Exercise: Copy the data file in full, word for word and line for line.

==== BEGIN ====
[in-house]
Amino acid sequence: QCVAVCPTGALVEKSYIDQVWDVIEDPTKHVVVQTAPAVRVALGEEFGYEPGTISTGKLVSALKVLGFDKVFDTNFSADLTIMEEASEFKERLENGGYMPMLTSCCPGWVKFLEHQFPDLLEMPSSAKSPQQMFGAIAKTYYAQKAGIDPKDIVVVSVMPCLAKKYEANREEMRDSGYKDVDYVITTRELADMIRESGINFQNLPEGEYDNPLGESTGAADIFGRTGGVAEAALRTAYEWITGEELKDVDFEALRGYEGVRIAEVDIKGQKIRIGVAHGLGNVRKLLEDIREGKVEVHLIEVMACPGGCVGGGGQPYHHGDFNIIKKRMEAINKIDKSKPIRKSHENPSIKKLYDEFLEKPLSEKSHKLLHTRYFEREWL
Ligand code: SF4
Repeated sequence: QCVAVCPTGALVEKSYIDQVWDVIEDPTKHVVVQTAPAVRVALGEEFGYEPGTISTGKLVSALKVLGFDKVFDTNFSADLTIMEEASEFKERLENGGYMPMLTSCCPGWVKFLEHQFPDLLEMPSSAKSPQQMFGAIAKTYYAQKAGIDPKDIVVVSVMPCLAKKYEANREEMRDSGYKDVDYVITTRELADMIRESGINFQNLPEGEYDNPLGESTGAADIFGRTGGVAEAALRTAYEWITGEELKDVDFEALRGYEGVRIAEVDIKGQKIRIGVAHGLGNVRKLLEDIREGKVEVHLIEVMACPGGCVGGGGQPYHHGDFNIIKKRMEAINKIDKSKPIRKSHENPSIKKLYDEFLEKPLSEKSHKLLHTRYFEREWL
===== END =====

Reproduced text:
[in-house]
Amino acid sequence: QCVAVCPTGALVEKSYIDQVWDVIEDPTKHVVVQTAPAVRVALGEEFGYEPGTISTGKLVSALKVLGFDKVFDTNFSADLTIMEEASEFKERLENGGYMPMLTSCCPGWVKFLEHQFPDLLEMPSSAKSPQQMFGAIAKTYYAQKAGIDPKDIVVVSVMPCLAKKYEANREEMRDSGYKDVDYVITTRELADMIRESGINFQNLPEGEYDNPLGESTGAADIFGRTGGVAEAALRTAYEWITGEELKDVDFEALRGYEGVRIAEVDIKGQKIRIGVAHGLGNVRKLLEDIREGKVEVHLIEVMACPGGCVGGGGQPYHHGDFNIIKKRMEAINKIDKSKPIRKSHENPSIKKLYDEFLEKPLSEKSHKLLHTRYFEREWL
Ligand code: SF4
Repeated sequence: QCVAVCPTGALVEKSYIDQVWDVIEDPTKHVVVQTAPAVRVALGEEFGYEPGTISTGKLVSALKVLGFDKVFDTNFSADLTIMEEASEFKERLENGGYMPMLTSCCPGWVKFLEHQFPDLLEMPSSAKSPQQMFGAIAKTYYAQKAGIDPKDIVVVSVMPCLAKKYEANREEMRDSGYKDVDYVITTRELADMIRESGINFQNLPEGEYDNPLGESTGAADIFGRTGGVAEAALRTAYEWITGEELKDVDFEALRGYEGVRIAEVDIKGQKIRIGVAHGLGNVRKLLEDIREGKVEVHLIEVMACPGGCVGGGGQPYHHGDFNIIKKRMEAINKIDKSKPIRKSHENPSIKKLYDEFLEKPLSEKSHKLLHTRYFEREWL